Abstract Snyder and Swann (1978) demonstrated that individuals systematically adopt confirmatory strategies and preferentially search for evidence that confirms existing beliefs. We suspect that Snyder and Swann’s results are an artifact of their methodology. In the present experiment, we replicated Snyder and Swann’s work, but had participants generate their own hypothesis testing questions instead of selecting questions from an existing list.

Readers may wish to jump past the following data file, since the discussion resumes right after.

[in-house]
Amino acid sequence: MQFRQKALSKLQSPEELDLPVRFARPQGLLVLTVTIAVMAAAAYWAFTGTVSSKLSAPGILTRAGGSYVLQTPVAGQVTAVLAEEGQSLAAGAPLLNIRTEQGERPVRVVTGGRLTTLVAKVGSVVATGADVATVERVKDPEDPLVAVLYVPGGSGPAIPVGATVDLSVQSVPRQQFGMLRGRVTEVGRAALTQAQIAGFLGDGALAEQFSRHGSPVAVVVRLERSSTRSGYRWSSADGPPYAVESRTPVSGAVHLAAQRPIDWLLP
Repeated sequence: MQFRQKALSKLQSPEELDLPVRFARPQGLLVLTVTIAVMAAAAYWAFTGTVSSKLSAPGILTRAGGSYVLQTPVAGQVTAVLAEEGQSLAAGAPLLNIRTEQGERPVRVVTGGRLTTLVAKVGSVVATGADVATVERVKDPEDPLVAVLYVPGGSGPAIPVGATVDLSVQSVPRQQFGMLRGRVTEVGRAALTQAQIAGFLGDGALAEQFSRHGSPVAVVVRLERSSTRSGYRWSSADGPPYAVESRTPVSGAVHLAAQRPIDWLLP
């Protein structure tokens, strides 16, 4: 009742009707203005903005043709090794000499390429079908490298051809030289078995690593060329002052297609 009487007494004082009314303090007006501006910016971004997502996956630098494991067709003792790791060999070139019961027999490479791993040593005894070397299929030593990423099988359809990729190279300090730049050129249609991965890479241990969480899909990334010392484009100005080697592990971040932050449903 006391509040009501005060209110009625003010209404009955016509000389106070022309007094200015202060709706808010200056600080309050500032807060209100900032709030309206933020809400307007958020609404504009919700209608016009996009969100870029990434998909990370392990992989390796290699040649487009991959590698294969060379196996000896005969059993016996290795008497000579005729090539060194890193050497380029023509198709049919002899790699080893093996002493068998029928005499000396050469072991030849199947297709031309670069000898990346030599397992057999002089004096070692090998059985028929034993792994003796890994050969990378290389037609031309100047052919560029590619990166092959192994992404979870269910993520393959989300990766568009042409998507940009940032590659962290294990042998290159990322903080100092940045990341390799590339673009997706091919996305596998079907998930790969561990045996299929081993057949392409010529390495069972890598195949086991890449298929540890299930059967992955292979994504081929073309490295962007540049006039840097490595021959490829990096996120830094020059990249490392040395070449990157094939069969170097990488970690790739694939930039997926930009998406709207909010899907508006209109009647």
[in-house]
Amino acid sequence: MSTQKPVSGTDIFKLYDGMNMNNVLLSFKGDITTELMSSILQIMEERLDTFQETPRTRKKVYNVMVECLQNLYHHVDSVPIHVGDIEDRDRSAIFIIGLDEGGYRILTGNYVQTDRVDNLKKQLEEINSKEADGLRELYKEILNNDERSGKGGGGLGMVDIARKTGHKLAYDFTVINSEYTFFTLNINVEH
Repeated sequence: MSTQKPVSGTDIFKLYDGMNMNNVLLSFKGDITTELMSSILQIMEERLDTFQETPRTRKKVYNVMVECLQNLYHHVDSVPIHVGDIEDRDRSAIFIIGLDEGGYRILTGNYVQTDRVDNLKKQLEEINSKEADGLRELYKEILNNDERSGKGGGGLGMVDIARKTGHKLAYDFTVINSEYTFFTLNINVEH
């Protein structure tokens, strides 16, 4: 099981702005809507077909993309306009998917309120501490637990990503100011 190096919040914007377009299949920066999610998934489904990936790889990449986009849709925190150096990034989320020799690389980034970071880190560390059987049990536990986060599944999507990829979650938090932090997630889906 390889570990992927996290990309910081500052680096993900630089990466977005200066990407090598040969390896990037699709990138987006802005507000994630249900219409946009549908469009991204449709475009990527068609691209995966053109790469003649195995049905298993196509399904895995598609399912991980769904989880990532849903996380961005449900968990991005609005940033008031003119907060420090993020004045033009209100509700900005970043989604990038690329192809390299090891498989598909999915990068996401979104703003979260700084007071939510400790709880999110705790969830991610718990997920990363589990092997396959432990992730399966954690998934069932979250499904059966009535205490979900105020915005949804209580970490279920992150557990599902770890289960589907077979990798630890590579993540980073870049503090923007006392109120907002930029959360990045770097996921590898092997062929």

Abstract Social scientists have long known about the malleability of attitudes to persuasive communications. But what happens when changed attitudes transform into change-resilient beliefs? This review explores how confirmation bias, the tendency to search for, interpret, favour, and recall information in a way that confirms one’s pre-existing beliefs can be caused and reinforced by narratives—termed here as narrative-driven confirmation bias.